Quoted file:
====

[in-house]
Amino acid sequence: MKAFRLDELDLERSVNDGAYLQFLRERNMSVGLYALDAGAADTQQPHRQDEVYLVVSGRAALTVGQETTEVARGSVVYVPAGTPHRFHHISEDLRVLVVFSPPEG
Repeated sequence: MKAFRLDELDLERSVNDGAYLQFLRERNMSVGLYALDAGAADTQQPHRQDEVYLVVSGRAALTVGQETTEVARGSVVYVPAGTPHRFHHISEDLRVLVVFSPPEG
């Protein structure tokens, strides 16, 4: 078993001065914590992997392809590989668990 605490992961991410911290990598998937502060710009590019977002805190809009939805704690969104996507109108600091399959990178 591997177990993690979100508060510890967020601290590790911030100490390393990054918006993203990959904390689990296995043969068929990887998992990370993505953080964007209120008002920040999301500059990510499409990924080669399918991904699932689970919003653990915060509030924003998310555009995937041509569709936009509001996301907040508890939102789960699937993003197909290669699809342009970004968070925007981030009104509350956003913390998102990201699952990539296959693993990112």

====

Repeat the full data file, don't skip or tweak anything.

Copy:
[in-house]
Amino acid sequence: MKAFRLDELDLERSVNDGAYLQFLRERNMSVGLYALDAGAADTQQPHRQDEVYLVVSGRAALTVGQETTEVARGSVVYVPAGTPHRFHHISEDLRVLVVFSPPEG
Repeated sequence: MKAFRLDELDLERSVNDGAYLQFLRERNMSVGLYALDAGAADTQQPHRQDEVYLVVSGRAALTVGQETTEVARGSVVYVPAGTPHRFHHISEDLRVLVVFSPPEG
């Protein structure tokens, strides 16, 4: 078993001065914590992997392809590989668990 605490992961991410911290990598998937502060710009590019977002805190809009939805704690969104996507109108600091399959990178 591997177990993690979100508060510890967020601290590790911030100490390393990054918006993203990959904390689990296995043969068929990887998992990370993505953080964007209120008002920040999301500059990510499409990924080669399918991904699932689970919003653990915060509030924003998310555009995937041509569709936009509001996301907040508890939102789960699937993003197909290669699809342009970004968070925007981030009104509350956003913390998102990201699952990539296959693993990112």